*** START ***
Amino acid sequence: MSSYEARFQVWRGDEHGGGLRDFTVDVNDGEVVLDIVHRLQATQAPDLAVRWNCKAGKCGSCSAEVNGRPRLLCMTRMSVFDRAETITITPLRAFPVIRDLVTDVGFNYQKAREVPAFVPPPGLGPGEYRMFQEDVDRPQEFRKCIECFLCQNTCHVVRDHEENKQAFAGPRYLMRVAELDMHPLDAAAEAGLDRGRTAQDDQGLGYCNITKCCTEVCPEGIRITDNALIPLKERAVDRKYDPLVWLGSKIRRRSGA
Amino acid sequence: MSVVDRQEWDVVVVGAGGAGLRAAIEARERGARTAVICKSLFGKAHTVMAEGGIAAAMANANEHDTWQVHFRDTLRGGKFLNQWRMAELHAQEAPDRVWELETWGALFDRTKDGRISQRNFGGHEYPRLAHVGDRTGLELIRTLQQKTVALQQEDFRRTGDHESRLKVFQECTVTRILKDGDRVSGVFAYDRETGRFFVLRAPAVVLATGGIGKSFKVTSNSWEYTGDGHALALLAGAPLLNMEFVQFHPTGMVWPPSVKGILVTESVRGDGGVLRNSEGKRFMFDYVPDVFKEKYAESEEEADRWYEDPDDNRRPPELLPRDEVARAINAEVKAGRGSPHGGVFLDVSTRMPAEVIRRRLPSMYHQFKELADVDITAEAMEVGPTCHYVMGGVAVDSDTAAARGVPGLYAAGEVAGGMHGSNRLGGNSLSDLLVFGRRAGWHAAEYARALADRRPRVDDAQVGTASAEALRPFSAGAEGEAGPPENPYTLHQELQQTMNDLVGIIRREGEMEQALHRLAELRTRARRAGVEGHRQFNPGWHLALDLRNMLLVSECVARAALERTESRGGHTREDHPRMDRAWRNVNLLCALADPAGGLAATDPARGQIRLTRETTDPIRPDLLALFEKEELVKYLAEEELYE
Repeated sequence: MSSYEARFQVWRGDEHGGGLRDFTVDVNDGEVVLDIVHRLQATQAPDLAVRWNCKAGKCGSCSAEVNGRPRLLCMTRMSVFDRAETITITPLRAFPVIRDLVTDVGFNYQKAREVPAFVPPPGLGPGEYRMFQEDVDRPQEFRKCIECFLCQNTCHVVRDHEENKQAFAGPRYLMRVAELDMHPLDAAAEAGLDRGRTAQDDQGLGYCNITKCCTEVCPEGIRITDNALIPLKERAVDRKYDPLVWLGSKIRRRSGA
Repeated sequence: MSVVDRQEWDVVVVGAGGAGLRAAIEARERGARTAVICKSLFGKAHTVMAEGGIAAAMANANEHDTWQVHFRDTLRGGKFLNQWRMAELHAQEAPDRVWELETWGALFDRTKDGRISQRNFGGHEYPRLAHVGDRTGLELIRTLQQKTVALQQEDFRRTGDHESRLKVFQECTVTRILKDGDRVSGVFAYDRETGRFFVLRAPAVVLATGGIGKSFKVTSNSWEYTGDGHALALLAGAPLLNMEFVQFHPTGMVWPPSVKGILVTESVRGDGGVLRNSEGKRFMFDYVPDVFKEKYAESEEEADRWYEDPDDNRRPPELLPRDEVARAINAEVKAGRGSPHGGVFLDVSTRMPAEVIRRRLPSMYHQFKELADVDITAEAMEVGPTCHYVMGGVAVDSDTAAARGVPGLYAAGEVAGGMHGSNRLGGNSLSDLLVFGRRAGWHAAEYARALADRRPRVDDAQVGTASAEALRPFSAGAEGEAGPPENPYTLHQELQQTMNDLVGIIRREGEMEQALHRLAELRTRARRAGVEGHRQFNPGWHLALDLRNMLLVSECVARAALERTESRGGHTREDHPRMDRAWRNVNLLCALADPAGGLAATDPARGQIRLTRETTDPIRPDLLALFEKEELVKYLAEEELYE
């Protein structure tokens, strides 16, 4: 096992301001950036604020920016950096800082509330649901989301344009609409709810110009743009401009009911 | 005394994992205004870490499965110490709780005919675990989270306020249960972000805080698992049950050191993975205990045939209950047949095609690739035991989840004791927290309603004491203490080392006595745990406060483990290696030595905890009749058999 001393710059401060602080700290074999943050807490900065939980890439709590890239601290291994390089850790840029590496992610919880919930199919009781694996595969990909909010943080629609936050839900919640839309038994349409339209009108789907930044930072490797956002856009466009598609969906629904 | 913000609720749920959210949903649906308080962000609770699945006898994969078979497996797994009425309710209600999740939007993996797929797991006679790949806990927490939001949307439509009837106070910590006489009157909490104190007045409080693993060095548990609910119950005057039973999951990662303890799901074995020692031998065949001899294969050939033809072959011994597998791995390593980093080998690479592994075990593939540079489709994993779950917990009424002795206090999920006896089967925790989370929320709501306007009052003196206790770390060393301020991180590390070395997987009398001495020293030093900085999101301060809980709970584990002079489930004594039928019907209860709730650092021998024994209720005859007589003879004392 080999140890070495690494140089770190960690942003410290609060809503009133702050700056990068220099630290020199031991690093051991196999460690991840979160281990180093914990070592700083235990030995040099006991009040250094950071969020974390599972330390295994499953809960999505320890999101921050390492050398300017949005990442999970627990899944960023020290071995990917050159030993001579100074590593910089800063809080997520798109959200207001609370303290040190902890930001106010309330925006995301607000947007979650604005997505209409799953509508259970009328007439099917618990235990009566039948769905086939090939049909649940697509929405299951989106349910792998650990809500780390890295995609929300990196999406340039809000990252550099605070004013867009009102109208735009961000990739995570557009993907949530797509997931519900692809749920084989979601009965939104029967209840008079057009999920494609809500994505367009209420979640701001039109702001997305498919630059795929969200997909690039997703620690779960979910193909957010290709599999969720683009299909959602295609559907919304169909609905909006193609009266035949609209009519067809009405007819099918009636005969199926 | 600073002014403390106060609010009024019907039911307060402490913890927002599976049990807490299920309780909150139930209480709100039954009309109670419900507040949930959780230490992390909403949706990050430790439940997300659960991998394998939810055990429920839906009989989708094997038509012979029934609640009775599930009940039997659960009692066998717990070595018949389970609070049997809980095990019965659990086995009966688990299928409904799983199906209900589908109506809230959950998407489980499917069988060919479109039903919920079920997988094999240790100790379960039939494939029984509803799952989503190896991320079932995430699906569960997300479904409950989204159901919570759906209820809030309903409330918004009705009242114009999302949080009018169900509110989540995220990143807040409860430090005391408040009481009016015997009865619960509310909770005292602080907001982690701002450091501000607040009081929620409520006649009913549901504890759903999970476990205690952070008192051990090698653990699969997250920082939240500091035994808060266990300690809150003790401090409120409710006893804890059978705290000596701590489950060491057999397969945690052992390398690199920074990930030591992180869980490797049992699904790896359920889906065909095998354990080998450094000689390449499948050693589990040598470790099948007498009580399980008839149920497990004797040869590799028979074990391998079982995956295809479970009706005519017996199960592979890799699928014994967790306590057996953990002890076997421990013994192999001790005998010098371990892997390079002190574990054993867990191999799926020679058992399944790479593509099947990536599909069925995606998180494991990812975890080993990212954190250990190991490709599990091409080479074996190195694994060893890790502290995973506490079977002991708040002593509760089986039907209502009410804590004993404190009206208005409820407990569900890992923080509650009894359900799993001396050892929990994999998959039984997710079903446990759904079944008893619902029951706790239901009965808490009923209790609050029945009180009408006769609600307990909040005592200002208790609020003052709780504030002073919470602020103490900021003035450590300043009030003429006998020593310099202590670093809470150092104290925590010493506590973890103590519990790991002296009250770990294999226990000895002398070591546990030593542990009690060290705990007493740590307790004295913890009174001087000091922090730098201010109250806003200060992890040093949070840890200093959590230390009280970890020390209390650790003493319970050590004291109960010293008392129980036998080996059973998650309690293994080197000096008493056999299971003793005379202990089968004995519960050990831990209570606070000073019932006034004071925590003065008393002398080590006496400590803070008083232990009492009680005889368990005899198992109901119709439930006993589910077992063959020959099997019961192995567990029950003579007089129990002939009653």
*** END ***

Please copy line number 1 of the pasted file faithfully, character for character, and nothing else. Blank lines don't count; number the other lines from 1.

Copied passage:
Amino acid sequence: MSSYEARFQVWRGDEHGGGLRDFTVDVNDGEVVLDIVHRLQATQAPDLAVRWNCKAGKCGSCSAEVNGRPRLLCMTRMSVFDRAETITITPLRAFPVIRDLVTDVGFNYQKAREVPAFVPPPGLGPGEYRMFQEDVDRPQEFRKCIECFLCQNTCHVVRDHEENKQAFAGPRYLMRVAELDMHPLDAAAEAGLDRGRTAQDDQGLGYCNITKCCTEVCPEGIRITDNALIPLKERAVDRKYDPLVWLGSKIRRRSGA